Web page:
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Proceedings Paper

Probabilistic method for context-sensitive detection of polyps in CT colonography
Author(s): Janne J. Näppi; Daniele Regge; Hiroyuki Yoshida
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Paper Abstract

Radiologists can outperform computer-aided detection (CAD) systems for CT colonography, because they consider not only local characteristics but also the context of findings. In particular, isolated findings are considered as more suspicious than clustered ones. We developed a computational method to model this problem-solving technique for reducing false-positive (FP) CAD detections in CT colonography. Lesion likelihood was estimated from shape and texture features of each candidate detection by use of a Bayesian neural network. Context features were calculated to characterize the distribution of candidate detections in a local neighborhood. A belief network was applied to detect isolated candidates at a higher sensitivity than clustered ones. The detection performances of the context-sensitive CAD and a conventional CAD were compared by use of leave-one-patient-out evaluation on 73 patients. Conventional CAD detected 82% of the lesions 6 - 9 mm in size with a median of 6 false positives per CT scan, whereas context-sensitive CAD detected the lesions at a median of 4 false positives with significant increment in overall detection performance. For lesions ≥10 mm in size, the detection sensitivity was 98% with a median of 7 false positives per patient, but the improvement in detection performance was not significant.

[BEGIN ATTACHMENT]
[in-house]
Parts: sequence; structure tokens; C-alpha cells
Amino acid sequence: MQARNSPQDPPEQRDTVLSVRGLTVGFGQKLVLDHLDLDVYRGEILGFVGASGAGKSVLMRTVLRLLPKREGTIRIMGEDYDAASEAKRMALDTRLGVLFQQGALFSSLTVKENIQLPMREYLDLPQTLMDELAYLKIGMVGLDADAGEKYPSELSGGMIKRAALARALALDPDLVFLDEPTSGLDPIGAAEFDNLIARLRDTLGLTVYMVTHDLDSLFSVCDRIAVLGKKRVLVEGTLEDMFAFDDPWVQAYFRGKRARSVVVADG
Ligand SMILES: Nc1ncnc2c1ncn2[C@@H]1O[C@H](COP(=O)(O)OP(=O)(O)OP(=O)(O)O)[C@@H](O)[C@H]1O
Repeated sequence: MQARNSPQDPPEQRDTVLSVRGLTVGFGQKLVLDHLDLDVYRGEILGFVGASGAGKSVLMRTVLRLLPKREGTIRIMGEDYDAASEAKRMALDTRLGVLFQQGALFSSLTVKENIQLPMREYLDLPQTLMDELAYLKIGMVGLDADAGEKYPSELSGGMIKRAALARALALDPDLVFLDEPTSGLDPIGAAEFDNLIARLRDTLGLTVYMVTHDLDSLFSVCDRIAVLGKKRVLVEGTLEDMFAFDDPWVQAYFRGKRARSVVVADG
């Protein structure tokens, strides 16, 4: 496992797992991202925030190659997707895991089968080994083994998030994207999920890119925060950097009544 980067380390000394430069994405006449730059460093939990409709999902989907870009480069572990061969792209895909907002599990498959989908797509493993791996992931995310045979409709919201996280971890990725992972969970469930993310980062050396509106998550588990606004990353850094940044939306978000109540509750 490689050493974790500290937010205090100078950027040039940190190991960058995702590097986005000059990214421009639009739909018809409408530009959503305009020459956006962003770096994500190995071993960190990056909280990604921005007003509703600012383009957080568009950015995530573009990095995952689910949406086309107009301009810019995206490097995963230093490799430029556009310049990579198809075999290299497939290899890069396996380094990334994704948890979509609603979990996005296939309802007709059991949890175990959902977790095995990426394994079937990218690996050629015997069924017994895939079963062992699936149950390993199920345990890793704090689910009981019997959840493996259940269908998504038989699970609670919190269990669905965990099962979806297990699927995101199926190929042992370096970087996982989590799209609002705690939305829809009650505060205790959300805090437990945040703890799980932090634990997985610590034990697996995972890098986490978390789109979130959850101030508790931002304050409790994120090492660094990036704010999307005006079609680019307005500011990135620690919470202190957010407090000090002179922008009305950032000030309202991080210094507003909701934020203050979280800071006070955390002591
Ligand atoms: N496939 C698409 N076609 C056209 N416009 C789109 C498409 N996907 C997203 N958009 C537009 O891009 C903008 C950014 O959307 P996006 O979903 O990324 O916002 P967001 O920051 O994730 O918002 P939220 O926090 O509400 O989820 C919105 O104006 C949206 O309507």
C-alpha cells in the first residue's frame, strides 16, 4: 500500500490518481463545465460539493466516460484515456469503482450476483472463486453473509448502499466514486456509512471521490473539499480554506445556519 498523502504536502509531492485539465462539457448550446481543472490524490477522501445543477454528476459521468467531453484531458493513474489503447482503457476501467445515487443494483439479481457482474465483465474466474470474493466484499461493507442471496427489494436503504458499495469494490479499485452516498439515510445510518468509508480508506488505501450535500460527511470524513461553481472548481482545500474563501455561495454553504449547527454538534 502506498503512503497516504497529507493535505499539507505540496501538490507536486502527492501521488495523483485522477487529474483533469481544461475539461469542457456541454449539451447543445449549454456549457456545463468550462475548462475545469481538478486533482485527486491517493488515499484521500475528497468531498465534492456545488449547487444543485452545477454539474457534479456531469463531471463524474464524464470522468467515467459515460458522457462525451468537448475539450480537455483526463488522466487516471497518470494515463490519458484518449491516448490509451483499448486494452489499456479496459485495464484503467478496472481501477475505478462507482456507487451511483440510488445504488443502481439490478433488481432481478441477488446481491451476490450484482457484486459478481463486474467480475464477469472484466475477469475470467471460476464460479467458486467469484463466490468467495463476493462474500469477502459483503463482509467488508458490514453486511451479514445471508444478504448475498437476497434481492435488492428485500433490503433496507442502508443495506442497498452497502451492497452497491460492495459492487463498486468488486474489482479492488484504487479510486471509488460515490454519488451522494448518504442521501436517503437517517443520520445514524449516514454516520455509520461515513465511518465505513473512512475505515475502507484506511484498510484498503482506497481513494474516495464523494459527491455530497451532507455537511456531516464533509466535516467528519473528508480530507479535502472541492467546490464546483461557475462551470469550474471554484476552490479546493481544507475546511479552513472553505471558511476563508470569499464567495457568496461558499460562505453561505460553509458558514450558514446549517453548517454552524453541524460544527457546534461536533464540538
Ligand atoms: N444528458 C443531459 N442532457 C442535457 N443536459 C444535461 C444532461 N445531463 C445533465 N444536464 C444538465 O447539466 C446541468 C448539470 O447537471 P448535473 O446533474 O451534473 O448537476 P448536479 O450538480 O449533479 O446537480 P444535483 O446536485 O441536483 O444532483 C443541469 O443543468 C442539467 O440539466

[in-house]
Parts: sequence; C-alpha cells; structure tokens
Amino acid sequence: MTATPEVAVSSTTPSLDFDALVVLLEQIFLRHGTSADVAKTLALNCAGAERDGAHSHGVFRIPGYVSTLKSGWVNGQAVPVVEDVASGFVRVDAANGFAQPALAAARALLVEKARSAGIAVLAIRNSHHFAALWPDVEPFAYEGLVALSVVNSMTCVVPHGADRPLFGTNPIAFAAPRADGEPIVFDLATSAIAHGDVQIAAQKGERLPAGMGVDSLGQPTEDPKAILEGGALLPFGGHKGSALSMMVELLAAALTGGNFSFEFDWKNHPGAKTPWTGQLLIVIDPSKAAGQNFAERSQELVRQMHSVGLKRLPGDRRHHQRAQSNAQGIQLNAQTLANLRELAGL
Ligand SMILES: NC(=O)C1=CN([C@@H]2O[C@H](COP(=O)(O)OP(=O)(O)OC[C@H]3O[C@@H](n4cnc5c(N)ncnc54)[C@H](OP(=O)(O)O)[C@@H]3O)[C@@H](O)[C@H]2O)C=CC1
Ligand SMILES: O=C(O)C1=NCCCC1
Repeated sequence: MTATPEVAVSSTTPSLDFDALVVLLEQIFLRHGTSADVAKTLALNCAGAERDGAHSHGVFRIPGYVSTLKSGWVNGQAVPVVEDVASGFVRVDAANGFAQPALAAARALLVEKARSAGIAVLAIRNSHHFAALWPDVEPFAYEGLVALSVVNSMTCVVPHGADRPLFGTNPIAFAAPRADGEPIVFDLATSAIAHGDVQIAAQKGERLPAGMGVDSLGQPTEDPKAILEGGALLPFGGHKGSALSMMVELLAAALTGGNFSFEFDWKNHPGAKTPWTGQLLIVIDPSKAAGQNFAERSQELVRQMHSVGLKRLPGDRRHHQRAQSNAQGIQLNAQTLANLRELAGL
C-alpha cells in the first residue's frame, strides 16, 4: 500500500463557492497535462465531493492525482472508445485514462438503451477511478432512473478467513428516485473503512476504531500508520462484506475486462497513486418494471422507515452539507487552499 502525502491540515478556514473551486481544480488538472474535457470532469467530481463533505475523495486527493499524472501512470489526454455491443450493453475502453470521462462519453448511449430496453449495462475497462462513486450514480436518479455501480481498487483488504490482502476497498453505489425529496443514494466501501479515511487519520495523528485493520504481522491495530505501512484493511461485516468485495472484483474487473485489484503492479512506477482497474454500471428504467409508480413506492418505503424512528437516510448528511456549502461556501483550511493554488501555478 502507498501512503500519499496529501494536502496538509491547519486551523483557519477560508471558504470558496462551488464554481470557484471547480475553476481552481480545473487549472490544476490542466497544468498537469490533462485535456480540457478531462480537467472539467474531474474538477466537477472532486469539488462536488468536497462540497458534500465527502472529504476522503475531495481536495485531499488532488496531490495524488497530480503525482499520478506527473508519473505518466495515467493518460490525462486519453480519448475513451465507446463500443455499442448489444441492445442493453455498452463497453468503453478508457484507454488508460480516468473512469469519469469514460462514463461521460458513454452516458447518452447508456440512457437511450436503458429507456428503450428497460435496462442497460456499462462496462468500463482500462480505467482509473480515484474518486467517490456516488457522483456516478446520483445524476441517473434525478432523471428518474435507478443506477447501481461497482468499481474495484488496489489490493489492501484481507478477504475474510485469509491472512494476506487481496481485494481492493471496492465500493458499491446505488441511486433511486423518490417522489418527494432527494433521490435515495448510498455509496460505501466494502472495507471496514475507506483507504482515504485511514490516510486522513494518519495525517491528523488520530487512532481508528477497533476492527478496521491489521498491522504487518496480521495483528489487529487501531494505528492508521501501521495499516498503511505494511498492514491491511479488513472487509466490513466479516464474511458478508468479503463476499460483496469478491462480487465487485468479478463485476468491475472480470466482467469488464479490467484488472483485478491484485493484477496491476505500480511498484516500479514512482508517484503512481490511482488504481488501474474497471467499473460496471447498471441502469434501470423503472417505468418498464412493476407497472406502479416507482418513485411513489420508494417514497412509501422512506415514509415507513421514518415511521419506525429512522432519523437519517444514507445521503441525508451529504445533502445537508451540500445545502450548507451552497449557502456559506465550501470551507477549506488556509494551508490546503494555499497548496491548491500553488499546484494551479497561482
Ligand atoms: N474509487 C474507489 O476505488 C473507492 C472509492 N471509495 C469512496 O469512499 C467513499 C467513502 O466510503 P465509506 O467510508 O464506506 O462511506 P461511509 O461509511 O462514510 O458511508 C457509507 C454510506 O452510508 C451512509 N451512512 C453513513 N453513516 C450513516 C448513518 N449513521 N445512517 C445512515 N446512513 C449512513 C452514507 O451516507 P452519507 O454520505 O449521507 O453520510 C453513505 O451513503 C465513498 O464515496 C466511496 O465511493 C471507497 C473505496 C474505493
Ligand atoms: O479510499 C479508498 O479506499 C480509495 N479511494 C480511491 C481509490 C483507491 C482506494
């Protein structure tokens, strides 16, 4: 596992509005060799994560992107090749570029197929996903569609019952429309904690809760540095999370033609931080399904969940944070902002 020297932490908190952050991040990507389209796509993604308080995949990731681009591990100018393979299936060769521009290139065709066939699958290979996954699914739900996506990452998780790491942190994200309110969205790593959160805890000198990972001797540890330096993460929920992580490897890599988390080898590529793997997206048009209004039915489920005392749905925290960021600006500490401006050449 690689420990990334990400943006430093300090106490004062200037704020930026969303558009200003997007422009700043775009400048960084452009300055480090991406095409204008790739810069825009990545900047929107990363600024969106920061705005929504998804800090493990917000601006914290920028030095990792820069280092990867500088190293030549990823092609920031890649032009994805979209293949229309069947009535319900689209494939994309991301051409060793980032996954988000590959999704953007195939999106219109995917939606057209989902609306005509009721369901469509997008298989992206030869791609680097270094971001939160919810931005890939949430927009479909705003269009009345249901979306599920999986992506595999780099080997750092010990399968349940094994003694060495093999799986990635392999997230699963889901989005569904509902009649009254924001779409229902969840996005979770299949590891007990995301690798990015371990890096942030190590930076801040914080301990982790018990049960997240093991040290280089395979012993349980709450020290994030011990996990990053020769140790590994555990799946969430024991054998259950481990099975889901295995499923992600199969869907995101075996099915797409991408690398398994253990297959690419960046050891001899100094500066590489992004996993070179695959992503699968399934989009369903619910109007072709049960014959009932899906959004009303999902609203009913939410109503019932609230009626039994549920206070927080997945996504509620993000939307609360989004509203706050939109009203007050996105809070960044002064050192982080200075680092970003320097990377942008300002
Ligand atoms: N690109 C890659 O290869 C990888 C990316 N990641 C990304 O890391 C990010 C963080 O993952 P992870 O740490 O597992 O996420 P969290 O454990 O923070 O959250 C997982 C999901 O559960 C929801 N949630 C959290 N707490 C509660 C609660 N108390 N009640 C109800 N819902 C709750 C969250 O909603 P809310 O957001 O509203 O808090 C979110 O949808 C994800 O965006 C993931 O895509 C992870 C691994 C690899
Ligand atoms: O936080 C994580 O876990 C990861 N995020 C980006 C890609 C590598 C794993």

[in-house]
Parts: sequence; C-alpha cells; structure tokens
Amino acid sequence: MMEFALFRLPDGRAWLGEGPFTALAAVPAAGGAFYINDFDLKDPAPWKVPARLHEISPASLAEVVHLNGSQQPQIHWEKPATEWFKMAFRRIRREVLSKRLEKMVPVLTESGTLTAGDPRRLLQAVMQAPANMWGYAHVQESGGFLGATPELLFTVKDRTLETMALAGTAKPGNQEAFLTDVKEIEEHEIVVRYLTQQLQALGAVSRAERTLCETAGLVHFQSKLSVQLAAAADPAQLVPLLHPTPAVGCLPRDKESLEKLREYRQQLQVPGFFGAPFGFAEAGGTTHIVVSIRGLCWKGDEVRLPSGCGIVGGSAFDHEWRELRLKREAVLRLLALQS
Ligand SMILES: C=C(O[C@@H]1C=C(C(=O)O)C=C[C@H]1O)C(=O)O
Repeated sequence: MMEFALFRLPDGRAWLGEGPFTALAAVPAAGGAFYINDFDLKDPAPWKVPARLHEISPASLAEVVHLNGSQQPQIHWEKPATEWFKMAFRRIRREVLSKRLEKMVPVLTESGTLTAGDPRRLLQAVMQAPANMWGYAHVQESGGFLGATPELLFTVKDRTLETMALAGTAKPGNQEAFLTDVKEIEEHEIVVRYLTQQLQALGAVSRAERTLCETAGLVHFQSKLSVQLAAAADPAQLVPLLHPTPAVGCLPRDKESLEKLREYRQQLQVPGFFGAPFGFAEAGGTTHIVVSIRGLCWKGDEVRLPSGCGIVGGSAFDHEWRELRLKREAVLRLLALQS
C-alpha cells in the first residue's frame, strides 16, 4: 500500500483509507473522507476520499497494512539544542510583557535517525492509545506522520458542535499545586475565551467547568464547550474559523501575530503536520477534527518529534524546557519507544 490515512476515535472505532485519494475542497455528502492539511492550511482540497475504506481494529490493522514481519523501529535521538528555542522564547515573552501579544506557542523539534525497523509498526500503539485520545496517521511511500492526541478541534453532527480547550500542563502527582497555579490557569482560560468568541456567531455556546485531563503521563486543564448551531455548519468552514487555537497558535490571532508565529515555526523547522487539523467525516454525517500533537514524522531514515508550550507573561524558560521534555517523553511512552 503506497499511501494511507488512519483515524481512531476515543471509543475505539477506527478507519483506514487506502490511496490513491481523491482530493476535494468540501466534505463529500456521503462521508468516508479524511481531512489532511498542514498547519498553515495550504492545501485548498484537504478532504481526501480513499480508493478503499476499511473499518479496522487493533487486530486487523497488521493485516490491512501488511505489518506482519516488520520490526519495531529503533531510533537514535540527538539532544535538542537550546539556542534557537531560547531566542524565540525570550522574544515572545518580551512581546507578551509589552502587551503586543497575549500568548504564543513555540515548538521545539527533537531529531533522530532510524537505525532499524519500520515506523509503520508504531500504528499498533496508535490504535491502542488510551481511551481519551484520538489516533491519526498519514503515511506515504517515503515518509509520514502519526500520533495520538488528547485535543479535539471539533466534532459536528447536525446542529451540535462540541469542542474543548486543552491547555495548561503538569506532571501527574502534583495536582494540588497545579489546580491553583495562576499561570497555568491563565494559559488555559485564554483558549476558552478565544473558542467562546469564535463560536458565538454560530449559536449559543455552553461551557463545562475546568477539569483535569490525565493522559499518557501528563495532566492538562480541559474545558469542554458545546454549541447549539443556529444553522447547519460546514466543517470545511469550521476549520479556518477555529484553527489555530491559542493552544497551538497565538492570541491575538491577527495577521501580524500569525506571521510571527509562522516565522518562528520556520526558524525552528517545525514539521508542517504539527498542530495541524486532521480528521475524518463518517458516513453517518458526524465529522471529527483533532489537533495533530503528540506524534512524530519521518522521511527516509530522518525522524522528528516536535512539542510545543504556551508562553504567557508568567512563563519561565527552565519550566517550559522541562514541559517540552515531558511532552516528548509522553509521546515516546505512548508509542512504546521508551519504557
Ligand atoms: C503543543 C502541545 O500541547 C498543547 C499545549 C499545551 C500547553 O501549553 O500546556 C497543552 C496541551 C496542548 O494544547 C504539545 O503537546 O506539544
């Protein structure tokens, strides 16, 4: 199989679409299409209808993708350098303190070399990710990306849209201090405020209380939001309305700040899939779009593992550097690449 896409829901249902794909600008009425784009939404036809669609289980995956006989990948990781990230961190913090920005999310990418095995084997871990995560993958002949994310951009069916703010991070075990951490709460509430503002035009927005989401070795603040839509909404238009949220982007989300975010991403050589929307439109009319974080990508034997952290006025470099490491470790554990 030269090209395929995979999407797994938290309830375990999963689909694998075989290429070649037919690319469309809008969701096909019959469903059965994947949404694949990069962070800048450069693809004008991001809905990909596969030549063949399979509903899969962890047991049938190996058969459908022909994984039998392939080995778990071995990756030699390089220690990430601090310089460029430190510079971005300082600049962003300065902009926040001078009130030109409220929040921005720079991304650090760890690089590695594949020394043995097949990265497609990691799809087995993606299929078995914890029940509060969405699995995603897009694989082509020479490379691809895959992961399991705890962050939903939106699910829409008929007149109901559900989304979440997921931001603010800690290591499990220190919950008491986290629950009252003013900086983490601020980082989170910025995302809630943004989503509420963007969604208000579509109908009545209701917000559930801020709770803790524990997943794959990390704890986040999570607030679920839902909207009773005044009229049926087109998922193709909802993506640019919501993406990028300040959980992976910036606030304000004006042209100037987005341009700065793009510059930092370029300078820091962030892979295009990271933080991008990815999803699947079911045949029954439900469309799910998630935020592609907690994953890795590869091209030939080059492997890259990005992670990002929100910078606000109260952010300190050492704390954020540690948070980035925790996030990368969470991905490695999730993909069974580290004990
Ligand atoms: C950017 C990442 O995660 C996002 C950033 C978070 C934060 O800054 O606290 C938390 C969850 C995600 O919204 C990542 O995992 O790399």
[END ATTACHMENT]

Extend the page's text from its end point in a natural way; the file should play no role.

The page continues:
Paper Details

Date Published: 4 March 2011
PDF: 6 pages
Proc. SPIE 7963, Medical Imaging 2011: Computer-Aided Diagnosis, 79631D (4 March 2011); doi: 10.1117/12.878207
Show Author Affiliations
Janne J. Näppi, Massachusetts General Hospital and Harvard Medical School (United States)
Daniele Regge, Institute for Cancer Research and Treatment (Italy)
Hiroyuki Yoshida, Massachusetts General Hospital and Harvard Medical School (United States)

Published in SPIE Proceedings Vol. 7963:
Medical Imaging 2011: Computer-Aided Diagnosis
Ronald M. Summers M.D.; Bram van Ginneken, Editor(s)

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